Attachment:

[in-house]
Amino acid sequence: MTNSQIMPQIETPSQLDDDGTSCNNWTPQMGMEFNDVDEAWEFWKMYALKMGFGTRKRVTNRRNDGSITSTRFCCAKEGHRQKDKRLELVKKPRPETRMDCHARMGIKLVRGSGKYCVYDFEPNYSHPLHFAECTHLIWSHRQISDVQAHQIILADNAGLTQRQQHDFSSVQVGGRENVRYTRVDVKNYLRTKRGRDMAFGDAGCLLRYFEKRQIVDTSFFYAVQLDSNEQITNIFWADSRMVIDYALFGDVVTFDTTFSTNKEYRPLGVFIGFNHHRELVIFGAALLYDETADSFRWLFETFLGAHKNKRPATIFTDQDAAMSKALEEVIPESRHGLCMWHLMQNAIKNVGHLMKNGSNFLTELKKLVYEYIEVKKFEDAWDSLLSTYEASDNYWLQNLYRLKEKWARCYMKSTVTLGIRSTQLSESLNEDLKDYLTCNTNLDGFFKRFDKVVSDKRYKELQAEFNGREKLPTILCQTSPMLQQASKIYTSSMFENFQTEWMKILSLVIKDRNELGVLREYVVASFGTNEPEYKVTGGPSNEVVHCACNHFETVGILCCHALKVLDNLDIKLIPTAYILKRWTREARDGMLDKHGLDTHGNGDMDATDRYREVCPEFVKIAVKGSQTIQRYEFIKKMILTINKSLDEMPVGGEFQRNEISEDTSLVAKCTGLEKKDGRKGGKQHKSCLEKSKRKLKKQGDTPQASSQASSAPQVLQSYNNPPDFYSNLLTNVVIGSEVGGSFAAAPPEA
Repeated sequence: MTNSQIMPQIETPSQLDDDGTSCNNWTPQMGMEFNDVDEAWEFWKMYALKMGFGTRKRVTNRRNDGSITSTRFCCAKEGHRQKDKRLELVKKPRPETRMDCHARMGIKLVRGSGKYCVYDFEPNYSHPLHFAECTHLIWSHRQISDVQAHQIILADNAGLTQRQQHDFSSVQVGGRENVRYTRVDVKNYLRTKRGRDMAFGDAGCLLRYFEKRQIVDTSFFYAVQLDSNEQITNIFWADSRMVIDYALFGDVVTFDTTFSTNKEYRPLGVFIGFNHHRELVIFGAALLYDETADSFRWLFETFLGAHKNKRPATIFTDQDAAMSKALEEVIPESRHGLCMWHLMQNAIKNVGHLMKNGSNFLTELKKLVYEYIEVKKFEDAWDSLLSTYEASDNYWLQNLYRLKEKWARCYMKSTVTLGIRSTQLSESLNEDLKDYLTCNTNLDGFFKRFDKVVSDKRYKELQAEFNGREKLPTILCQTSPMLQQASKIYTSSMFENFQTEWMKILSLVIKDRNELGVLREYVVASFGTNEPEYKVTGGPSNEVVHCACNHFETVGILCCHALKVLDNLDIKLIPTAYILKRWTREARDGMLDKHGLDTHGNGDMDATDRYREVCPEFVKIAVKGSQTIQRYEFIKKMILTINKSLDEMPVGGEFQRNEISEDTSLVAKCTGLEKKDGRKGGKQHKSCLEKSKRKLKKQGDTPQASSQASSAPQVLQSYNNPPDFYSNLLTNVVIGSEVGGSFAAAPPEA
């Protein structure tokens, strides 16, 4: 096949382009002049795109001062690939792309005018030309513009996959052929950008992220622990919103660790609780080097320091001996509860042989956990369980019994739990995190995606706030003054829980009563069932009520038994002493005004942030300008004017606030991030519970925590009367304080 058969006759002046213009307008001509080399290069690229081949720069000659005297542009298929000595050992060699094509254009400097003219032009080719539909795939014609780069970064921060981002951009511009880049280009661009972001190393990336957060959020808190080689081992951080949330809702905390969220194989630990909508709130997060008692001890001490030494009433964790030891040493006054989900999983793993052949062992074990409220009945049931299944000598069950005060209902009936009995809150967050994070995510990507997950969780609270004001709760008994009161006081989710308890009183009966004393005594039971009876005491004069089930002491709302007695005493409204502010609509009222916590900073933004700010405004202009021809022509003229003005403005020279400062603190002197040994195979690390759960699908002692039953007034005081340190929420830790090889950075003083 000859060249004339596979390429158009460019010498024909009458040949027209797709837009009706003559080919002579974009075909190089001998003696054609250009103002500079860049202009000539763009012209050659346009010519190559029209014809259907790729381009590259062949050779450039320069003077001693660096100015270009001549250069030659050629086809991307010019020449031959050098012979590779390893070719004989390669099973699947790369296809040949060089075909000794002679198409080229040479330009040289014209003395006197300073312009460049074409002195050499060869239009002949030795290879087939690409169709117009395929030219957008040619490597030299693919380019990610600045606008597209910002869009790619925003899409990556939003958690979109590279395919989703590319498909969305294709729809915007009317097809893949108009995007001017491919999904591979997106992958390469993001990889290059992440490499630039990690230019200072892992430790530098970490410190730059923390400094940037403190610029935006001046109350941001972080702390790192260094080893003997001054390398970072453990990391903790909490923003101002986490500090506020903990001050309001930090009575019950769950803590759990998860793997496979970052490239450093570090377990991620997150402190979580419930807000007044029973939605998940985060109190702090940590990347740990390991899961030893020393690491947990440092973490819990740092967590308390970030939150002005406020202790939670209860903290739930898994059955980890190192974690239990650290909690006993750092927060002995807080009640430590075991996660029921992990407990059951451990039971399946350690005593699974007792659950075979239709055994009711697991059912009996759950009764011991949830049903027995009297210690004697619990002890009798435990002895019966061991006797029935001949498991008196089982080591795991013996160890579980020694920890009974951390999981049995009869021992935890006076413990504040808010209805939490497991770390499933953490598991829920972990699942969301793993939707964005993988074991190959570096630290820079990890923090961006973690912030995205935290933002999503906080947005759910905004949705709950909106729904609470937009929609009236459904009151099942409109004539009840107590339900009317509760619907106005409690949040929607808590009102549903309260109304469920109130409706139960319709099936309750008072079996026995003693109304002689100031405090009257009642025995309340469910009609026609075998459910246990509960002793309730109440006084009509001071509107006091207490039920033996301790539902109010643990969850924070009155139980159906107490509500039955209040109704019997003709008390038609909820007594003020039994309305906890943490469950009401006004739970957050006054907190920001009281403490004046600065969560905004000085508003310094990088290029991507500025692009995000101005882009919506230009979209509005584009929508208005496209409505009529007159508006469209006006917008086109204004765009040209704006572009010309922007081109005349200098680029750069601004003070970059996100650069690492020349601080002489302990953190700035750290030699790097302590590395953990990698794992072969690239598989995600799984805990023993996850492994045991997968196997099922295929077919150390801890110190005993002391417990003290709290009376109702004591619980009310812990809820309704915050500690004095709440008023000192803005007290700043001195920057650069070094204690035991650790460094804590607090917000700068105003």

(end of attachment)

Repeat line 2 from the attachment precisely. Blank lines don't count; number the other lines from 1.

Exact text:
Amino acid sequence: MTNSQIMPQIETPSQLDDDGTSCNNWTPQMGMEFNDVDEAWEFWKMYALKMGFGTRKRVTNRRNDGSITSTRFCCAKEGHRQKDKRLELVKKPRPETRMDCHARMGIKLVRGSGKYCVYDFEPNYSHPLHFAECTHLIWSHRQISDVQAHQIILADNAGLTQRQQHDFSSVQVGGRENVRYTRVDVKNYLRTKRGRDMAFGDAGCLLRYFEKRQIVDTSFFYAVQLDSNEQITNIFWADSRMVIDYALFGDVVTFDTTFSTNKEYRPLGVFIGFNHHRELVIFGAALLYDETADSFRWLFETFLGAHKNKRPATIFTDQDAAMSKALEEVIPESRHGLCMWHLMQNAIKNVGHLMKNGSNFLTELKKLVYEYIEVKKFEDAWDSLLSTYEASDNYWLQNLYRLKEKWARCYMKSTVTLGIRSTQLSESLNEDLKDYLTCNTNLDGFFKRFDKVVSDKRYKELQAEFNGREKLPTILCQTSPMLQQASKIYTSSMFENFQTEWMKILSLVIKDRNELGVLREYVVASFGTNEPEYKVTGGPSNEVVHCACNHFETVGILCCHALKVLDNLDIKLIPTAYILKRWTREARDGMLDKHGLDTHGNGDMDATDRYREVCPEFVKIAVKGSQTIQRYEFIKKMILTINKSLDEMPVGGEFQRNEISEDTSLVAKCTGLEKKDGRKGGKQHKSCLEKSKRKLKKQGDTPQASSQASSAPQVLQSYNNPPDFYSNLLTNVVIGSEVGGSFAAAPPEA